As the world celebrates the Millennium, the author takes a few minutes out of the wild scenes to reflect on what the new dawn may have in store for local government lawyers.

This year will see many of the Government’s modernisation "jigsaw" coming together. The following major pieces of legislation are noticeably:-

- Best Value on 2nd January 2000;

- Data Protection Act changes on 1st April 2000; and

- Human Rights Act Implementation on 2nd October 2000.

In addition, it is also highly probable that major parts of the Freedom of Information Bill 1999 and the Local Government Bill 1999 (re political management structures) currently going through Parliament will become operative quickly because draft Bills on the same were out for consultation purposes many months before the Bills were actually introduced into Parliament.

So what does all this mean for the busy Chief Legal Officer?

Here are some of the author's thoughts:

- Firstly, the Chief Legal Officer will need to consider very carefully not just the legal and political implications of the same, but also, possibly, the social, economic and environmental implications for his/her locality in terms of the local authority, its partners and the individuals/groups likely to exercise any of the ‘new’ rights;

- Secondly, s/he will need to consider carefully the emerging caselaw and current jurisprudence on the same. There is, of course, a colossal amount of ‘catching up’ for local government lawyers to do with regard to the European Connection on Human Rights and Fundamental Freedoms 1950;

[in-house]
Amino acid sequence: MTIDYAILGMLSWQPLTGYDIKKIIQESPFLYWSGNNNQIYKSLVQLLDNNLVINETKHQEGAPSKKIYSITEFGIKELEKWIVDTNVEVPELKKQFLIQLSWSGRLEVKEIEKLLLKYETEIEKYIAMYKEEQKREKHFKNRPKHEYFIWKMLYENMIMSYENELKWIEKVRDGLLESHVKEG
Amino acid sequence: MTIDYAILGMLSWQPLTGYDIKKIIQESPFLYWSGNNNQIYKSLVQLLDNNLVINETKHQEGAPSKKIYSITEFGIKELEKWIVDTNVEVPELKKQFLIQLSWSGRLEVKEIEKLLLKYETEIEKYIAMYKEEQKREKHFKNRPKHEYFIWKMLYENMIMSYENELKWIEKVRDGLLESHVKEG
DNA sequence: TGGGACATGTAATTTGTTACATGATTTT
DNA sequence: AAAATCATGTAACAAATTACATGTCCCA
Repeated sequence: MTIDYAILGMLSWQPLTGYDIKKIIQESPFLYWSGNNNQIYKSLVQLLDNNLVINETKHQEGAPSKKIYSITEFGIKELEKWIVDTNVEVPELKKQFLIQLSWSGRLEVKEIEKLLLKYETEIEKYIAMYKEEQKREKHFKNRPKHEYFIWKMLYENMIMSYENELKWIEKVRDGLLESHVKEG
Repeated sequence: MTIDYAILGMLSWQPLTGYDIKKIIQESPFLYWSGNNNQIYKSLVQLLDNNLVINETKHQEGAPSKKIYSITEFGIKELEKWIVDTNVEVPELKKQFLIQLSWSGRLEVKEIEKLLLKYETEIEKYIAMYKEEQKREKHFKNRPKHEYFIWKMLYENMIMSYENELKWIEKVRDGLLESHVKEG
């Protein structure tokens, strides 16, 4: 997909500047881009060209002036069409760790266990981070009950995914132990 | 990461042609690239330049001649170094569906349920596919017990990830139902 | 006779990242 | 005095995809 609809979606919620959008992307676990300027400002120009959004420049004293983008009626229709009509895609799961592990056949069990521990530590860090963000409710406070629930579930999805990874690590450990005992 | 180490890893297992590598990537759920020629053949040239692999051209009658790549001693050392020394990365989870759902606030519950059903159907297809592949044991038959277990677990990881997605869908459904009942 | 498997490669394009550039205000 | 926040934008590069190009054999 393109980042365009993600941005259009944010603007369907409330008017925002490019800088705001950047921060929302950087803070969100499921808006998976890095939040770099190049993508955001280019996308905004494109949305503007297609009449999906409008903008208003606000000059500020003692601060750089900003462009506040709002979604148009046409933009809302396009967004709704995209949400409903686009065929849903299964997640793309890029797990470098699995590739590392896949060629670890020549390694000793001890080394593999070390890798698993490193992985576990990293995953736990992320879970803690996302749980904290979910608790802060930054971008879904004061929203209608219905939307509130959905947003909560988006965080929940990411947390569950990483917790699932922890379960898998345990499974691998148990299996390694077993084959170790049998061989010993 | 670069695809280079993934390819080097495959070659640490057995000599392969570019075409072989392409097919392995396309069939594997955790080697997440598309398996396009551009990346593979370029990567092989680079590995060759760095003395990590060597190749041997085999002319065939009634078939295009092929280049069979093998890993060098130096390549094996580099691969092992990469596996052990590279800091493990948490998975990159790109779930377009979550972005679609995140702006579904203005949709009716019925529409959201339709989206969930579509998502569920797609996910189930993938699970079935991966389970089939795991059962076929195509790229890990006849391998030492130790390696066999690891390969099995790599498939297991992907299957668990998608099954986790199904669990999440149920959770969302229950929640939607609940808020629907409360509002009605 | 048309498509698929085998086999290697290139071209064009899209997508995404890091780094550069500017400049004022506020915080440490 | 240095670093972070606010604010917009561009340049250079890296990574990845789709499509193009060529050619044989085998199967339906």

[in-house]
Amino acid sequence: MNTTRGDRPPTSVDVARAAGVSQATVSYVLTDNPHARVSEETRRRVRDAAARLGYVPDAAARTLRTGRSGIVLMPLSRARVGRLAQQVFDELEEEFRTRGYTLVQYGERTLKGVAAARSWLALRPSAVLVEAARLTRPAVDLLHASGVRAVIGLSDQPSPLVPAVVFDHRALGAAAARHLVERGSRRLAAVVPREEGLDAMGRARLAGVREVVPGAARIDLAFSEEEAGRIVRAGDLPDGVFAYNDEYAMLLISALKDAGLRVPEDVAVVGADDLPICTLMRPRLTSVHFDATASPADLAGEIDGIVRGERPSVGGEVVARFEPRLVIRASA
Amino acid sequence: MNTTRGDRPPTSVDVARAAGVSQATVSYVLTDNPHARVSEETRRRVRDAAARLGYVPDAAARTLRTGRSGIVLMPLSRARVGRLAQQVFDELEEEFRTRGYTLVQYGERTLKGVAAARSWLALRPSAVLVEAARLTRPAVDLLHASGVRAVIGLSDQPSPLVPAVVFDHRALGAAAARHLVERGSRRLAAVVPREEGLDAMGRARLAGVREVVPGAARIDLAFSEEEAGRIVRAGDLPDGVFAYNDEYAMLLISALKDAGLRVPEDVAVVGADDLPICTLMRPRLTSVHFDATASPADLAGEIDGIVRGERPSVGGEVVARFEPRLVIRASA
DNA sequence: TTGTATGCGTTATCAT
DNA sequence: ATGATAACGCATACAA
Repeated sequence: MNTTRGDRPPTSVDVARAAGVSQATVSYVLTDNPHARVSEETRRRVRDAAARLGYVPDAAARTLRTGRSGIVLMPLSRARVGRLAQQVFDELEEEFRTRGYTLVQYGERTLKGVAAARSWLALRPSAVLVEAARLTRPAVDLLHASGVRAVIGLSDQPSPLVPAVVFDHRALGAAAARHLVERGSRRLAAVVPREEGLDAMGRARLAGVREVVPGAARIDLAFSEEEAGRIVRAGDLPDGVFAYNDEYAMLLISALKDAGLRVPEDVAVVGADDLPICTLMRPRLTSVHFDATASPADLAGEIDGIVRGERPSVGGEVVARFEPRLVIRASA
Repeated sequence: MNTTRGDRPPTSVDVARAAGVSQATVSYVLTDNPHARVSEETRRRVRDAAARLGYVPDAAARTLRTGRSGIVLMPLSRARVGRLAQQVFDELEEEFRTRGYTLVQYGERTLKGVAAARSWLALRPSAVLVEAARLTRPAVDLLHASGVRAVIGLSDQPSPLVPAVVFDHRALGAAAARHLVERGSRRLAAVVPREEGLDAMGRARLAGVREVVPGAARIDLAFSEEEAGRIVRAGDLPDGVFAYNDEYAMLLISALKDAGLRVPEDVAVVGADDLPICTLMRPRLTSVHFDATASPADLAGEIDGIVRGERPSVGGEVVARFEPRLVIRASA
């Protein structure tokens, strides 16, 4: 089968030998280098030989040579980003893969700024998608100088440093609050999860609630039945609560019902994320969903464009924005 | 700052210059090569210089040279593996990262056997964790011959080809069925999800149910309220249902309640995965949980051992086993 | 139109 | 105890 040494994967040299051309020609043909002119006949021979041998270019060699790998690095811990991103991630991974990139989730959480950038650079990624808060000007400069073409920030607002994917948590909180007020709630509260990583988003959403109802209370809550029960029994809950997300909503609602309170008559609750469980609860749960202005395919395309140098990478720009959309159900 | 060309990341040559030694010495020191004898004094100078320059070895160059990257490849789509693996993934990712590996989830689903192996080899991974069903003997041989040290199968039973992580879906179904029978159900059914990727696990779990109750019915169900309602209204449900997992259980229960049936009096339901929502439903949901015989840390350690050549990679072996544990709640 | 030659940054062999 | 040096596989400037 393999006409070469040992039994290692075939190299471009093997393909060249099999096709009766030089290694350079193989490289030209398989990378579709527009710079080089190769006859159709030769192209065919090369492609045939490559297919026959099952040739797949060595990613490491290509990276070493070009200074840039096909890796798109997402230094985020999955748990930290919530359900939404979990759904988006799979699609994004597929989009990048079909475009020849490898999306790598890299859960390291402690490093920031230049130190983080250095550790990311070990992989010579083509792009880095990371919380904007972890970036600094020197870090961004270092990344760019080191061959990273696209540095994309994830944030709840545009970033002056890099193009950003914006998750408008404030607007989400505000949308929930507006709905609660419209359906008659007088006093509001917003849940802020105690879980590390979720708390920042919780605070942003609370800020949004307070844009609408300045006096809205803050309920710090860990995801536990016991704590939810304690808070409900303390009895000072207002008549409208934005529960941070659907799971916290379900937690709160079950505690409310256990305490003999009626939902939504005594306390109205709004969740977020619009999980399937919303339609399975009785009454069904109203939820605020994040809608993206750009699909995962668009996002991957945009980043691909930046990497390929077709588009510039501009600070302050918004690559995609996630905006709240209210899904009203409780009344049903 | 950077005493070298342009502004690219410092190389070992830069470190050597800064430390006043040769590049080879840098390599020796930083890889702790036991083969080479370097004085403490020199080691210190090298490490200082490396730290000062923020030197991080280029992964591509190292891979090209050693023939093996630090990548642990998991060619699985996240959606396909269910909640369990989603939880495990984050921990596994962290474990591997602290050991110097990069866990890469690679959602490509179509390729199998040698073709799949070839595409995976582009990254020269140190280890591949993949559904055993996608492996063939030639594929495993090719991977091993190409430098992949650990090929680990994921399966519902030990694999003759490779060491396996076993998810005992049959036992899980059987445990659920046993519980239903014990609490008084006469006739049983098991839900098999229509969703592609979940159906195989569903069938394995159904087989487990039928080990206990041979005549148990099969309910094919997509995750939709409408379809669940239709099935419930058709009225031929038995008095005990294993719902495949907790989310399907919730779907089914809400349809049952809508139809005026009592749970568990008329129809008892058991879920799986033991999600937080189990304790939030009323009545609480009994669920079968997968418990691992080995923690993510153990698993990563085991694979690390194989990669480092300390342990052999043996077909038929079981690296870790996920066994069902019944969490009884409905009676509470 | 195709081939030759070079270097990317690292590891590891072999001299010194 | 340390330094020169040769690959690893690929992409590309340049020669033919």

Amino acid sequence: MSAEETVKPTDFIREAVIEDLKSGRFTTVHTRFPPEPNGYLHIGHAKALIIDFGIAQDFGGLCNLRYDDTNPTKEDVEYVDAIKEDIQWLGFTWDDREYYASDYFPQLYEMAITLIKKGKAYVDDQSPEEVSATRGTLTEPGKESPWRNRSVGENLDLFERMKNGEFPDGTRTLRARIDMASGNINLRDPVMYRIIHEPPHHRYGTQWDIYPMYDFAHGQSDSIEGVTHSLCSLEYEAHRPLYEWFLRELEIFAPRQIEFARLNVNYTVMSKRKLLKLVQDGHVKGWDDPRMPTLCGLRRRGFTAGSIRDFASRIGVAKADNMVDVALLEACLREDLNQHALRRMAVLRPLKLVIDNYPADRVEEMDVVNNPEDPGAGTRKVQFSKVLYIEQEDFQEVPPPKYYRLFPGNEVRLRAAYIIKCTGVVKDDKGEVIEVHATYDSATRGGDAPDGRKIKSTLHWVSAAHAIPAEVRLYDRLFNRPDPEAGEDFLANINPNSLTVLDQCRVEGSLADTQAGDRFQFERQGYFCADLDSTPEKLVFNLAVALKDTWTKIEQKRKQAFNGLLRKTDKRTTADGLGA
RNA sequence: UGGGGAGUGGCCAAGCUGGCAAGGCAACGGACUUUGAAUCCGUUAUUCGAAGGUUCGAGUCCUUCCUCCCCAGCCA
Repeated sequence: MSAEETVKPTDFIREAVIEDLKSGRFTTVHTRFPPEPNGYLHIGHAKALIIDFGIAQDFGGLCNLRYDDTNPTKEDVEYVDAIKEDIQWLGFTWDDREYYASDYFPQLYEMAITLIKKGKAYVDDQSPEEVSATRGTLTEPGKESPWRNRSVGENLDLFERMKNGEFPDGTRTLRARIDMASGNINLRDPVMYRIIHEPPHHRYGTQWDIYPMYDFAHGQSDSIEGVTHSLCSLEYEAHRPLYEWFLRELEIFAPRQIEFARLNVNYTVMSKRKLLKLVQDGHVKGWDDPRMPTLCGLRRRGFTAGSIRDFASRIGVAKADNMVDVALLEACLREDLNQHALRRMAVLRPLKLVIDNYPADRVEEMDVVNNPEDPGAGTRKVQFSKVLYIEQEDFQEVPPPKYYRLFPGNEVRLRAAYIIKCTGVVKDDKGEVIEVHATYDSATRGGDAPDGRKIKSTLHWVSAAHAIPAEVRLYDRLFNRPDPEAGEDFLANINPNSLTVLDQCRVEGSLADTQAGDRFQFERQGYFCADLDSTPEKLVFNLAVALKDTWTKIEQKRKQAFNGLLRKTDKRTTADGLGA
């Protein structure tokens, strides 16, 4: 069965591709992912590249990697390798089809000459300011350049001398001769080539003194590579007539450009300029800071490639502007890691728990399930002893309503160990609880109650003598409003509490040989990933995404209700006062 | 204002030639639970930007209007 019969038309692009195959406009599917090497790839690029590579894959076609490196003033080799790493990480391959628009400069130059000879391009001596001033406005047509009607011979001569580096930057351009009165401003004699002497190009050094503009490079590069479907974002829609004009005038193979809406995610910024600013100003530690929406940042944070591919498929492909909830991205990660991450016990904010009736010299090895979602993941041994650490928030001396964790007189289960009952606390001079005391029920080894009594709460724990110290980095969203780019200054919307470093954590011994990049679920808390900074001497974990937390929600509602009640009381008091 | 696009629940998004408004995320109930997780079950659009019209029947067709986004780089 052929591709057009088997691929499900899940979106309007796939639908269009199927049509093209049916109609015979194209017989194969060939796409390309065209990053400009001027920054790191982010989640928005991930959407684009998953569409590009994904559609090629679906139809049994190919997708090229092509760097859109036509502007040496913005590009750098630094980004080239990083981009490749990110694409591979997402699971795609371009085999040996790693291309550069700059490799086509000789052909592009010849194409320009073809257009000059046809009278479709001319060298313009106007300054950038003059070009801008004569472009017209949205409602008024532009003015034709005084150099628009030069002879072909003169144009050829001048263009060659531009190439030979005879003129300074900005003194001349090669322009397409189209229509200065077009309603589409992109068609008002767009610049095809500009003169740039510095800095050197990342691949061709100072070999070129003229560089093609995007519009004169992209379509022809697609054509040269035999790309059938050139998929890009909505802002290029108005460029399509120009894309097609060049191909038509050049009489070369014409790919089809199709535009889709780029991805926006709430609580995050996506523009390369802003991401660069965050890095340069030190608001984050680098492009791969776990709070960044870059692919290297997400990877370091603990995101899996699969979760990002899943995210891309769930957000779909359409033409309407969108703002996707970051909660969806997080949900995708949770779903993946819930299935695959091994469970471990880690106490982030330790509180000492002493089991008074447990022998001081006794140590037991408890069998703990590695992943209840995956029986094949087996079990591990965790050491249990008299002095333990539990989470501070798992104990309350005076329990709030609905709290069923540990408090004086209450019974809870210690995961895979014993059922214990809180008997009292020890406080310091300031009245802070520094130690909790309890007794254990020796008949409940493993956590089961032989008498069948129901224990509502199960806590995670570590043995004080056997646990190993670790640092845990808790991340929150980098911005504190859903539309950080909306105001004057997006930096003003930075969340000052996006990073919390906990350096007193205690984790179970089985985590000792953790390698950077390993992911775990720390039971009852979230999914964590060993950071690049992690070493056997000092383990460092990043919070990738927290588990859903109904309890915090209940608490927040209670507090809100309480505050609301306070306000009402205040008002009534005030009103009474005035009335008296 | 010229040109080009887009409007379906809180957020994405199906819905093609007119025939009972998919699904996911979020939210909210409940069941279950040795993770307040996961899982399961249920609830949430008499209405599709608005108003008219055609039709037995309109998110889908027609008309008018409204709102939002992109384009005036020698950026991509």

- Thirdly, s/he will need to implement careful change to what will, undoubtedly, be established (and, possibly, old) ways of doing things amongst lawyers and, of course, other practitioners. As we all know, the management of change is not easy and can be quite time consuming, frustrating and painful for many people. Appropriate strategies, policies, procedures, systems and processes will, therefore, need to be put in place (or existing ones, at least, reviewed) to address both the hard and soft aspects of change; and

- Fourthly, as if the above were not enough for those seeking real challenges, s/he will also have to be mindful of his/her own personal and career development needs for continued success.

Anyone who thinks the legislative changes being brought into force this year are unlikely to effect his/her career or be sufficiently challenging or be of the mind that s/he has seen it all before and, as such, will be able to muddle through, is in for an awakening and a real culture shock.

So what’s the solution to all this?

S/he is, of course, not alone in facing the dawn of a new era of rights and the professional associations that s/he is a member of (and other local government networks) will, undoubtedly, be working hard this year (as in previous years) to provide him/her with the relevant professional (and , no doubt, much needed social) support to see him/her through this period.


Mirza Ahmad MBA LLM Barrister

Chairman, Bar Association for Local Government of the Public Service

Assistant Director (Legal), Bolton MBC

(01204) 331111